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Eudora Welty

  • He did not like illness, he distrusted it, as he distrusted the road without signposts.

    • Eudora Welty,
    • "Death of a Traveling Salesman," in Manuscript ()
  • She was a perfect lady — just set in her seat and stared.

    • Eudora Welty,
    • "Lily Daw and the Three Ladies," A Curtain of Green ()
  • Her face worked and broke into strained, hardening lines, as if there had been a death — that too-explicit evidence of agony in the desire to communicate.

    • Eudora Welty,
    • "The Key," A Curtain of Green ()
  • He looked home-made, as though his wife had self-consciously knitted or somehow contrived a husband when she sat alone at night.

    • Eudora Welty,
    • "The Key," A Curtain of Green ()
  • The excursion is the same when you go looking for your sorrow as when you go looking for your joy.

    • Eudora Welty,
    • title story, The Wide Net ()
  • For the first time in her life she thought, might the same wonders never come again? Was each wonder original and alone like the falling star, and when it fell did it bury itself beyond where you hunted it?

    • Eudora Welty,
    • "The Winds," The Wide Net ()
  • If morning-glories had come out of the horn instead of those sounds, Josie would not have felt a more astonished delight. She was pierced with pleasure.

    • Eudora Welty,
    • "The Winds," The Wide Net ()
  • His memory could work like the slinging of a noose to catch a wild pony.

    • Eudora Welty,
    • "First Love," The Wide Net ()
  • Her voice had the sway of an aerialist crossing the high wire ...

    • Eudora Welty,
    • "Moon Lake," The Golden Apples ()
  • For the night was not impartial. No, the night loved some more than others, served some more than others.

    • Eudora Welty,
    • "Moon Lake," The Golden Apples ()
  • All orphans were at once wondering and stoic — at one moment loving everything too much, the next folding back from it, tightly as hard green buds growing in the wrong direction, closing as they go.

    • Eudora Welty,
    • "Moon Lake," The Golden Apples ()
  • The inviolable grief she had felt for a great thing only widened her capacity to take little things hard.

    • Eudora Welty,
    • "Music from Spain," The Golden Apples ()
  • How cold to the living hour grief could make you!

    • Eudora Welty,
    • "Music from Spain," The Golden Apples ()
  • ... the very next moment, something terrible almost happened.

    • Eudora Welty,
    • "Music from Spain," The Golden Apples ()
  • Always in a house of death, Virgie was thinking, all the stories come evident, show forth from the person, become a part of the public domain. Not the dead's story, but the living's.

    • Eudora Welty,
    • "The Wanderers," The Golden Apples ()
  • Ah, I'm a woman that's been clear around the world in my rocking chair, and I tell you we all get surprises now and then.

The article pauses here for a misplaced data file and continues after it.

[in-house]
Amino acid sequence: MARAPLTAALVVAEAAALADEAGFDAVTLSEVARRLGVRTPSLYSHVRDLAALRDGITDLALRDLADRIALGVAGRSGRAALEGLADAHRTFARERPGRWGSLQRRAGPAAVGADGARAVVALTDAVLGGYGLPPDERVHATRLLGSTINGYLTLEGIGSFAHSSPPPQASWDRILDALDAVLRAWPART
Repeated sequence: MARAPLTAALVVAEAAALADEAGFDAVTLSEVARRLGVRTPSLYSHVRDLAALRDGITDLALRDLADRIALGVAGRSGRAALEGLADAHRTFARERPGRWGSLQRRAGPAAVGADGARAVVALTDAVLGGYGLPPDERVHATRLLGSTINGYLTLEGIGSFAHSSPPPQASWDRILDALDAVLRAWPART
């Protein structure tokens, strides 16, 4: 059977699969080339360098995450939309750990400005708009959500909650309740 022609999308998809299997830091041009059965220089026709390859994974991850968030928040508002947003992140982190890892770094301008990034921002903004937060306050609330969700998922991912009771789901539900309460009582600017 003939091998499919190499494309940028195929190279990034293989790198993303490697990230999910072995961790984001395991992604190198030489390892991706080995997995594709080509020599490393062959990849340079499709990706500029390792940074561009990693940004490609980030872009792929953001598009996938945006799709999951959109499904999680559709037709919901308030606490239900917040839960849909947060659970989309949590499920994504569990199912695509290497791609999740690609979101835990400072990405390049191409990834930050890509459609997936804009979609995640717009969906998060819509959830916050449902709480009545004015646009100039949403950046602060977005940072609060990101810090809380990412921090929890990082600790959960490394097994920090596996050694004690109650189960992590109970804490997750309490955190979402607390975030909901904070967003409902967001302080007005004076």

• Eudora Welty,
    • "The Whole World Knows," The Golden Apples ()
  • She was kind; her company was the next thing to being alone.

    • Eudora Welty,
    • "The Whole World Knows," The Golden Apples ()
  • Her smile reminded me of the way a child will open its mouth all right, but not let out the cry till it sees the right person.

    • Eudora Welty,
    • "The Whole World Knows," The Golden Apples ()
  • Miss Eckhart worshiped her metronome. She kept it, like the most precious secret in the teaching of music, in a wall safe.

    • Eudora Welty,
    • "June Recital," The Golden Apples ()
  • They bit their underlips tightly as old people do in carrying out acts of rudeness.

    • Eudora Welty,
    • "June Recital," The Golden Apples ()
  • He loved being happy! He loved happiness like I love tea.

  • Passion is our ground, our island — do others exist?

    • Eudora Welty,
    • "Circe," The Bride of the Innisfallen ()
  • Never think you've seen the last of anything.

  • I get a moral satisfaction out of putting things together.

  • But the guilt of outliving those you love is justly to be borne, she thought. Outliving is something we do to them. The fantasies of dying could be no stranger than the fantasies of living. Surviving is perhaps the strangest fantasy of them all.

  • Each story tells me how to write it, but not the one afterwards.

    • Eudora Welty,
    • interview ()
  • The very greatest mystery is in unsheathed reality itself.

    • Eudora Welty,
    • "Reality in Chekhov's Stories," The Eye of the Story ()
  • Learning stamps you with its moments. Childhood's learning is made up of moments. It isn't steady. It's a pulse.

  • My own words, when I am at work on a story, I hear too as they go, in the same voice that I hear when I read in books. When I write and the sound of it comes back to my ears, then I act to make changes. I have always trusted this voice.

  • She [her mother] was teaching me one more, almost her last, lesson: emotions do not grow old. I knew that I would feel as she did, and I do.